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2 killed in plane accident in Hayden…  

Yesterday, two people were killed in a plane accident in Hayden. The Cessna 414 plane went down just short of its runway at Yampa Valley Regional Airport. According to officials, the plane left from the Corpus Christi International Airport on Sunday morning and made a stop in Dalhart, Texas, before flying to its destination in Colorado. The airplane landed upright in the accident and did not catch on fire. Four people were injured, but were reported to have been conscious after the airplane accident. The injured were treated at Yampa Valley Medical Center. Two people were pronounced dead in the accident. Officials are currently unsure of what caused the plane to crash, but suspect mechanical problems or visibility problems could have played a role. The National Transportation Safety Board is investigating. Our thoughts and prayers are with the victims' families and friends after this tragic accident.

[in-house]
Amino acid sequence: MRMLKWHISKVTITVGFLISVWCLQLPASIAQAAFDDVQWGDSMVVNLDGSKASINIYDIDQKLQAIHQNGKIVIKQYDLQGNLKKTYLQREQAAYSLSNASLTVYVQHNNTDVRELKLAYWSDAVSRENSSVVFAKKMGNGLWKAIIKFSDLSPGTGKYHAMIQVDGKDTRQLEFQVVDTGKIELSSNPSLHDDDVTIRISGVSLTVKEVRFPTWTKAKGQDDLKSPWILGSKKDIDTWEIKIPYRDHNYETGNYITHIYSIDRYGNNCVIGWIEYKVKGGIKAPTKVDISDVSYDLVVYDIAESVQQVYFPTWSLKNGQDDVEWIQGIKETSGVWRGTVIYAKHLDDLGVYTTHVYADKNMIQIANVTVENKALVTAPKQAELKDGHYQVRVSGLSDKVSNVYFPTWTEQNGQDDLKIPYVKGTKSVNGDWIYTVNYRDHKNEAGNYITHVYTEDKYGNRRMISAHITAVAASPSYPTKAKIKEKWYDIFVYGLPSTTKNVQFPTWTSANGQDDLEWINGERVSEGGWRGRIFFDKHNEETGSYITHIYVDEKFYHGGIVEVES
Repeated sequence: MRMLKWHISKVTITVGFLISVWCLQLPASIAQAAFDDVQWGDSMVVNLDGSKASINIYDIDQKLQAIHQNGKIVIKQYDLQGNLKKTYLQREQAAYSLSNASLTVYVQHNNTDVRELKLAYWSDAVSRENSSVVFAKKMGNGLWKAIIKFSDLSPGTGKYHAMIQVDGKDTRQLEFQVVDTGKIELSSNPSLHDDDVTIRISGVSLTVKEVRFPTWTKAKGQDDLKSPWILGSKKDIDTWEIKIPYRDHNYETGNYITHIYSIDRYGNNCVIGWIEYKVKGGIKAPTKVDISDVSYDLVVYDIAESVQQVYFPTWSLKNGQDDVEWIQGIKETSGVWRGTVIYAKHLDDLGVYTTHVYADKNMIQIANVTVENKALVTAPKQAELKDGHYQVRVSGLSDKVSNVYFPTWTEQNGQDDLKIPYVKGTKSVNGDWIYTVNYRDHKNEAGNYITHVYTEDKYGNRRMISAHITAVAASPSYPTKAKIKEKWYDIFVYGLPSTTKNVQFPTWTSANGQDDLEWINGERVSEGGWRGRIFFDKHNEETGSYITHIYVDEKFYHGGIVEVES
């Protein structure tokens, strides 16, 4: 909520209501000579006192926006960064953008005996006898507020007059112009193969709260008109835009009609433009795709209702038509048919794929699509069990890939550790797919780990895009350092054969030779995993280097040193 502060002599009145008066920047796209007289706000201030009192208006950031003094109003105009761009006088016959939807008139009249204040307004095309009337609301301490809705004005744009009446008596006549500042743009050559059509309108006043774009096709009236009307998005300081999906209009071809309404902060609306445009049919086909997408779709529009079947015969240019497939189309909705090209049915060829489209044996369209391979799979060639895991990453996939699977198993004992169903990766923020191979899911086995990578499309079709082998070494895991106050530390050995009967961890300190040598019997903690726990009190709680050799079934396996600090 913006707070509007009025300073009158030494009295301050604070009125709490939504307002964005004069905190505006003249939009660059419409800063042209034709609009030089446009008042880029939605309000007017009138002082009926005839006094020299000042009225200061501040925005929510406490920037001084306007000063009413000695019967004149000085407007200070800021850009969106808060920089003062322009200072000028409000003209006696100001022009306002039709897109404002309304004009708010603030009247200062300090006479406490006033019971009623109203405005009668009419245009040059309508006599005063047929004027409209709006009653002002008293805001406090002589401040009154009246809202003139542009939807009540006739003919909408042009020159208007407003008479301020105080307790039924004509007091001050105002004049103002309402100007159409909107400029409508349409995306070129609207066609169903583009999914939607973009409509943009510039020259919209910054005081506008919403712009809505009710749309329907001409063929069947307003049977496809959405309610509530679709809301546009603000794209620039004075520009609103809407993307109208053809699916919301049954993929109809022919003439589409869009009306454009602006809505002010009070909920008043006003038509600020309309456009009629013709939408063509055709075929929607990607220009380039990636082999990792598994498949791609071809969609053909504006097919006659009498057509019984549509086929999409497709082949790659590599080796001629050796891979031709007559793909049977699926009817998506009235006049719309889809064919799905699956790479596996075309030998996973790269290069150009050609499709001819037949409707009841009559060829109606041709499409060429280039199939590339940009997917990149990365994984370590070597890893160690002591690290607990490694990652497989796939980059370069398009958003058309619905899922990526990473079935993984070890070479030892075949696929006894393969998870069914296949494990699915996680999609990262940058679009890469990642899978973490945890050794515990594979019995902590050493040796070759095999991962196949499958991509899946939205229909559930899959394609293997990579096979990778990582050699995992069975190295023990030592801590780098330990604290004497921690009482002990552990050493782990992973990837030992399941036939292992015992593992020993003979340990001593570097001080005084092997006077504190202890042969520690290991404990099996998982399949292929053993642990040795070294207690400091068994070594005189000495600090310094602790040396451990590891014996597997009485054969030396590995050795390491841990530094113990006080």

Investigations into Silverton plane accident delay…  

Earlier this month, 4 people were killed in a tragic airplane accident near Silverton, Colorado.  The accident occurred on Saturday, December 3 when the passengers were flying from Durango to Aspen to attend a Christmas party. The plane involved in the accident was a small, single-engine Socota TB-21.  The accident occurred while it was snowing and the temperature was approximately 22 degrees below zero. The site of the accident is at a height of about 11,000 feet above sea level.  Debris from the plane was distributed over a 1 1/4 mile area in the accident. Investigators with the National Transportation Safety Board say they have delayed the debris recovery portion of their investigations until some of the snow in the area melts. Our thoughts and prayers are with the victims' families and friends.

Pilot caught flying intoxicated, sentenced to 6 mo…